More than a post, a scribbled note while waiting for a live streaming.

Why a title in Chinese for this short post?

Because it talks about continuous innovation and re-inventing a (hopefully smart) city.

Incidentally: have a look at a translation in your own language here.

The Italian version? Will be added as a footnote over the week-end.

First, I would like to start with a self-quote that refers to the picture enclosed with this post, as I shared this morning on Facebook: "Interesting interview on #Repubblica today about the risk of sidelining for #Turin (with or without #TAV) and the need to build critical mass, not just empty boxes and events attended just by locals

Still, no reference to the potential long-term value of that 25% of university students not from Turin and how to leverage

More later... yet another post

Maybe see you Saturday 20th? ".

This post somewhat connects today's interview and the October 20th presentation with an event that started at 18 in Turin at the OGR.

Which is a nice location, to show that innovation is not just an episode, a peak of creativity, but a continuous re-invention.

OGR stands for "Officine Grandi Riparazioni"- an exhbition space, conference centre, museum, coworking space that used to be a repair shop for trains.

The event? As I posted on Twitter: "at 18, there should be a streaming live at "Le Sfide dell'innovazione" in Turin, http://www.lesfidedellinnovazione.it - first stage of a tour that will travel across Northern Italy (Torino-Alba-Genoa-Leghorn-Padua-Udine-Trieste)".

Well, I still cannot see the streaming on the site, but maybe, as for the registration, it is just a configuration issue.

Now, what was the concept beyond that Still, no reference to the potential long-term value of that 25% of university students not from Turin and how to leverage?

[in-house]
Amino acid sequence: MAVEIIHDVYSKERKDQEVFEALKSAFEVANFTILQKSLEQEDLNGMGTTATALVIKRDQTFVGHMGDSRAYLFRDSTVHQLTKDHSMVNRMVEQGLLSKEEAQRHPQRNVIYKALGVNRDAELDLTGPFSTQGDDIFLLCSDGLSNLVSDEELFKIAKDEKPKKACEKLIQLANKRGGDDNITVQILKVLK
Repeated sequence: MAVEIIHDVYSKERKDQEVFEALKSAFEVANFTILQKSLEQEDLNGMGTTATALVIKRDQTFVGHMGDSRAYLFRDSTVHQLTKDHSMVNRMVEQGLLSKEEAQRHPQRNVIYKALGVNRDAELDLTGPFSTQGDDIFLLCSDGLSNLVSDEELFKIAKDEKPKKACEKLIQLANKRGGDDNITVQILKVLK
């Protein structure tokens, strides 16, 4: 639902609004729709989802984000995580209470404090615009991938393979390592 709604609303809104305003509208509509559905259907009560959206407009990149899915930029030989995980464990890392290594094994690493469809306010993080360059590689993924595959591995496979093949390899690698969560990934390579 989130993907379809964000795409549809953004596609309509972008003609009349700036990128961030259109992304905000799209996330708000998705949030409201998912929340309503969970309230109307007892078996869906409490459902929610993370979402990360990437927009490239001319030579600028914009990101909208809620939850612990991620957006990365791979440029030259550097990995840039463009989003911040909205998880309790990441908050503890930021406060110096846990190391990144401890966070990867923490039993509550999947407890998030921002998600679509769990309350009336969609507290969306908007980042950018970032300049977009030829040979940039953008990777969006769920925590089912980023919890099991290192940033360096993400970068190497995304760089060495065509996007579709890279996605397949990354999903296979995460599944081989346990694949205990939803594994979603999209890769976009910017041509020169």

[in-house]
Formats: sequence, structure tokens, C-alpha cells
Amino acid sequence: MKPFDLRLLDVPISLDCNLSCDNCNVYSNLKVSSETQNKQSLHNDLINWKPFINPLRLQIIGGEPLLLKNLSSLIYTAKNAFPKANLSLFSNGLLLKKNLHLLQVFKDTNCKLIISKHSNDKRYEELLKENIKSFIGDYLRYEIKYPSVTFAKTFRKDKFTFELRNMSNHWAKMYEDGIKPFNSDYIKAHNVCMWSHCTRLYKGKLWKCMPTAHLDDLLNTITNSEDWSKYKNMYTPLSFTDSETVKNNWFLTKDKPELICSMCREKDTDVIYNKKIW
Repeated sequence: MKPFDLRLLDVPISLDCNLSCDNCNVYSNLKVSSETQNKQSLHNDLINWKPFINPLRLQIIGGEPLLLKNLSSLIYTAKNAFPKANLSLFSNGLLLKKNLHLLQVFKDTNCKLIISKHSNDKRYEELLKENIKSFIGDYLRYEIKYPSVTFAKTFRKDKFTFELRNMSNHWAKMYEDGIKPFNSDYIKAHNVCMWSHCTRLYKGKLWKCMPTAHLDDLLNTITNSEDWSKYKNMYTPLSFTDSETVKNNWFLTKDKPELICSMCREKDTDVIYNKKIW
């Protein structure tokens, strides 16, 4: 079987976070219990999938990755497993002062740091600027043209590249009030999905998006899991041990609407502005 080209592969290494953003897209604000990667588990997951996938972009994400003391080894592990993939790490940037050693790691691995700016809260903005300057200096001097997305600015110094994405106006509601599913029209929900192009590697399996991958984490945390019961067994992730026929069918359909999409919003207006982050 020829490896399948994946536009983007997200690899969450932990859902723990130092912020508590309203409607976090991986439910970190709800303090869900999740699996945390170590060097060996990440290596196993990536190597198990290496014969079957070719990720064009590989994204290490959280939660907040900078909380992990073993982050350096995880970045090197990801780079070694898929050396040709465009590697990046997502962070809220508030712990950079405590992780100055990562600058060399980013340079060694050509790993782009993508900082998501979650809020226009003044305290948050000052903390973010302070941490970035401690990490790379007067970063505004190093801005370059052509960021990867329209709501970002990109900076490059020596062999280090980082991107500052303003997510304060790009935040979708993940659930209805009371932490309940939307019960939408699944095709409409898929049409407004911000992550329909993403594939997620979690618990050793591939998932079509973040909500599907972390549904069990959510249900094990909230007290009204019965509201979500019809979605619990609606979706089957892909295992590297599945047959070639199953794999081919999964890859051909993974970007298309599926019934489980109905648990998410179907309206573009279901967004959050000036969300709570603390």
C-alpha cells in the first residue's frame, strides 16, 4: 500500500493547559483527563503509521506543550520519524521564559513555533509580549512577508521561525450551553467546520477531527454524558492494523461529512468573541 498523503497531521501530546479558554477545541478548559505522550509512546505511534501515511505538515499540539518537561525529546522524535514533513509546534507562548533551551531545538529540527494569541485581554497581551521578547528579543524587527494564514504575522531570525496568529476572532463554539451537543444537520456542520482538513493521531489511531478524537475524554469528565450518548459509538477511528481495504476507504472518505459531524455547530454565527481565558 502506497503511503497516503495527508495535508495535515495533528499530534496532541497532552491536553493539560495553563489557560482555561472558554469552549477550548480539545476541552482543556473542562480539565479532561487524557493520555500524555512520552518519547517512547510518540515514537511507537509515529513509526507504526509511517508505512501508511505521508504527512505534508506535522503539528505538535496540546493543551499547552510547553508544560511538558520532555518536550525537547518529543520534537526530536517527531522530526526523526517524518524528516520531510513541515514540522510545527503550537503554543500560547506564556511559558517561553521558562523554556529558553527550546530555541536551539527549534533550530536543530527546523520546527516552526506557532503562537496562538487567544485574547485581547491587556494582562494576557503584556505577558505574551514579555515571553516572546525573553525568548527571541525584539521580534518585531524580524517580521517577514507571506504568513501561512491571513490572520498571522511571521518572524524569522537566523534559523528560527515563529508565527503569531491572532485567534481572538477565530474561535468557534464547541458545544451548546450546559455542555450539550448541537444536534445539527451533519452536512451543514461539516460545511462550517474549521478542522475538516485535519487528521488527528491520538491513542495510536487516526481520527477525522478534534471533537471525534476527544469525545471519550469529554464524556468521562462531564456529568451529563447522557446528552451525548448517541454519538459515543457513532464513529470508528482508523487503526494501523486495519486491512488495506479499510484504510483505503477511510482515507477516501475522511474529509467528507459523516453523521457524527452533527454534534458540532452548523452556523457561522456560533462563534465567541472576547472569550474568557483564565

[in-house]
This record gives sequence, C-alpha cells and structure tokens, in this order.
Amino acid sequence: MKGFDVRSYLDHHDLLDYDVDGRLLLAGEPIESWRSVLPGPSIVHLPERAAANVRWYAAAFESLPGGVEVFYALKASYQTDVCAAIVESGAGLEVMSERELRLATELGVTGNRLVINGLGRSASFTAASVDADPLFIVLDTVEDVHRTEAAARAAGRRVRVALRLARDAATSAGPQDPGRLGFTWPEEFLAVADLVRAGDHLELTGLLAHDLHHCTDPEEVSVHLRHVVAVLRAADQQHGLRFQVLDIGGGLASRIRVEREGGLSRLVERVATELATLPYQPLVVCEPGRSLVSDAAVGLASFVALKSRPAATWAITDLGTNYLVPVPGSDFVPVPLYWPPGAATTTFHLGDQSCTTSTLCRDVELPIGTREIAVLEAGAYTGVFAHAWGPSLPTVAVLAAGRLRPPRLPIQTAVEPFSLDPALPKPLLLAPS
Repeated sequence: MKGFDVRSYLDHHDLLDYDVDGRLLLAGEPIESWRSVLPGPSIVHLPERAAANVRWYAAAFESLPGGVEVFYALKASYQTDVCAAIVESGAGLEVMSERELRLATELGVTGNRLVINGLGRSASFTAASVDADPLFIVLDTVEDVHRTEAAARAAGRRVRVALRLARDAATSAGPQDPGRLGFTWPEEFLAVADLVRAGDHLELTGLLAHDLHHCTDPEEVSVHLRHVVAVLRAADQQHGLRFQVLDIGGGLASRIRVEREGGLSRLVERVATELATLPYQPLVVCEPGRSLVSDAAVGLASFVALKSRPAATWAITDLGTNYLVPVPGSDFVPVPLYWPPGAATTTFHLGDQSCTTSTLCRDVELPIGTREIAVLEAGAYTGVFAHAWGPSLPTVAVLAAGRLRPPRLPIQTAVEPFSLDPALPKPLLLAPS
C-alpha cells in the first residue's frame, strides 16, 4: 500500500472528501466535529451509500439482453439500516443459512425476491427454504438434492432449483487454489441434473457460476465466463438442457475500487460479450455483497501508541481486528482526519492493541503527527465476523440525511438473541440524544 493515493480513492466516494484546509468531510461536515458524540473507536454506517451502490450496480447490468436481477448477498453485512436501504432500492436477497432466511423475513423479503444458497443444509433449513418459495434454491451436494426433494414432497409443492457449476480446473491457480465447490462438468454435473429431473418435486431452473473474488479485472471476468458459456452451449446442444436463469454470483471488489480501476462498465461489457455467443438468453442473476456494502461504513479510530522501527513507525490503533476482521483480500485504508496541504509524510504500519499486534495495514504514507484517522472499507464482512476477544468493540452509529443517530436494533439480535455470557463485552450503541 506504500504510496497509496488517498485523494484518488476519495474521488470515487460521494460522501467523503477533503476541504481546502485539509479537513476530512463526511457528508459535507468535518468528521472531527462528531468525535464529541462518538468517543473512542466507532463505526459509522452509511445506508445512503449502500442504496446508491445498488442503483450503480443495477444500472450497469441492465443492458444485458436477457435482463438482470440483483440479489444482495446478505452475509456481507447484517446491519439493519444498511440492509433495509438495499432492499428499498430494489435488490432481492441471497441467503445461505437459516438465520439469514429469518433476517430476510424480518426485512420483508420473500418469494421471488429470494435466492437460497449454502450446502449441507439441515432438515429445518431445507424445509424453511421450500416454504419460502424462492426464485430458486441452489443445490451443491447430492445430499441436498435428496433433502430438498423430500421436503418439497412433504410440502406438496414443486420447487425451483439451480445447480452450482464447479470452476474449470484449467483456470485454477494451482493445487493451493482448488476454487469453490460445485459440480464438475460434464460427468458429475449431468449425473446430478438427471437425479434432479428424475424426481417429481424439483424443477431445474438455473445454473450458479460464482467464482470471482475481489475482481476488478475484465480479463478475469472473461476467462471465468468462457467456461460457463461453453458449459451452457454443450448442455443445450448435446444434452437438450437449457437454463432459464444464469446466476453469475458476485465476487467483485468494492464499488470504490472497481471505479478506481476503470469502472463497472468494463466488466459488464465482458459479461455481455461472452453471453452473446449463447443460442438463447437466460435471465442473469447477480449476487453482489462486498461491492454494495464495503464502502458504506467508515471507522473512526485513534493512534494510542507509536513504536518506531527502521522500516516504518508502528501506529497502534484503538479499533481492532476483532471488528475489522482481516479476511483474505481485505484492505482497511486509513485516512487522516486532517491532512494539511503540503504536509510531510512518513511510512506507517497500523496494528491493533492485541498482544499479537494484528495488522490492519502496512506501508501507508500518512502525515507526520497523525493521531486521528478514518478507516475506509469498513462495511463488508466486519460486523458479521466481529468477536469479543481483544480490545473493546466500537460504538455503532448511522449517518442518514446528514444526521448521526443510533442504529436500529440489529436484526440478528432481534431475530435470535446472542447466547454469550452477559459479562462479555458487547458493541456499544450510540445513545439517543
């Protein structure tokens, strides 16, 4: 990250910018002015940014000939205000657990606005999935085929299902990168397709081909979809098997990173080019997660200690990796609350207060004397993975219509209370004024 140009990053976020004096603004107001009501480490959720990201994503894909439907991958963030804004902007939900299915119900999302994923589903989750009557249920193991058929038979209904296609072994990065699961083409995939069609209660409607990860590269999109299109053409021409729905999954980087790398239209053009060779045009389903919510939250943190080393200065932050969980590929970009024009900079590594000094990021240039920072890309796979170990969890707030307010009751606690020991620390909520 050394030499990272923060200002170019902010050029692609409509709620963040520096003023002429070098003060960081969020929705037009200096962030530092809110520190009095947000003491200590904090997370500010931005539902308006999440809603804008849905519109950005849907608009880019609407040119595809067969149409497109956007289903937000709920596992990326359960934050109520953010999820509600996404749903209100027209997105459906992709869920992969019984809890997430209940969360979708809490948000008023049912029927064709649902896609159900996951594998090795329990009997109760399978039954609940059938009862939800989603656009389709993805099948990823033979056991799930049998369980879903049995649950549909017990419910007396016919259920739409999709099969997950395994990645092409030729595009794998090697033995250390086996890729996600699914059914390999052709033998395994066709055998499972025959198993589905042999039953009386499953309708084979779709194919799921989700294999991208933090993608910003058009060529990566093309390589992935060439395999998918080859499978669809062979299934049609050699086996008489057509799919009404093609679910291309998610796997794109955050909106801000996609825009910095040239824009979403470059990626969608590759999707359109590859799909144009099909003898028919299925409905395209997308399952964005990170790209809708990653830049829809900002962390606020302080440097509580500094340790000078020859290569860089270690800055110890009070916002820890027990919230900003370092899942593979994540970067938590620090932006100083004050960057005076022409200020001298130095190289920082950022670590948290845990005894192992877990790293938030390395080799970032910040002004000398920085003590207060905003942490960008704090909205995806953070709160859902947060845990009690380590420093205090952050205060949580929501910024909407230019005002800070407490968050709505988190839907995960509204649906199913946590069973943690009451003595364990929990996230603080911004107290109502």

Nothing more and nothing less than the "alma Mater" concept, that most of my foreign friends, colleagues, connections are familiar with.

Which isn't simply, as I heard once in a while here in Italy, the concept that you contact alumni and ask them to fund initiatives of the academic institution where they earned a degree, but something long-term, that starts even before they are students.

In current parlance, an ecosystem. A continuous ecosystem.

I wrote few times in the past (including in the recent booklet on innovation in Italy) that Turin, my birthplace, contracted its industrial base over the last few decades, while, at the same time, thanks in no small measure to the two local main banking Foundations (Compagnia Sanpaolo and Fondazione CRT), funded re-inventing itself.

And this included leveraging on the educational system built to support the old industrial past, converting what was mainly a functional presence into a "leading competence centre" (I prefer this concept to the "Centre of Excellence" we Italians seem to be happy to bestow on anything anytime anywhere- provided that it is local and we try to sell it to somebody else).

So, both the Università di Torino and the Politecnico expanded their facilities and size, and not too long ago I was told that approximately 25% of the students are now "foreign" (in Turin, this could mean both from abroad and from other Italian locations that are not commutable).

Turin is a nice town, that used to be a backwater until the Savoy family moved from France to Italy (so much that, at the beginning, Italian was for some members of the family a foreign language), and selected Turin, gradually expanding and introducing boulevards and arcades around the original Roman centre.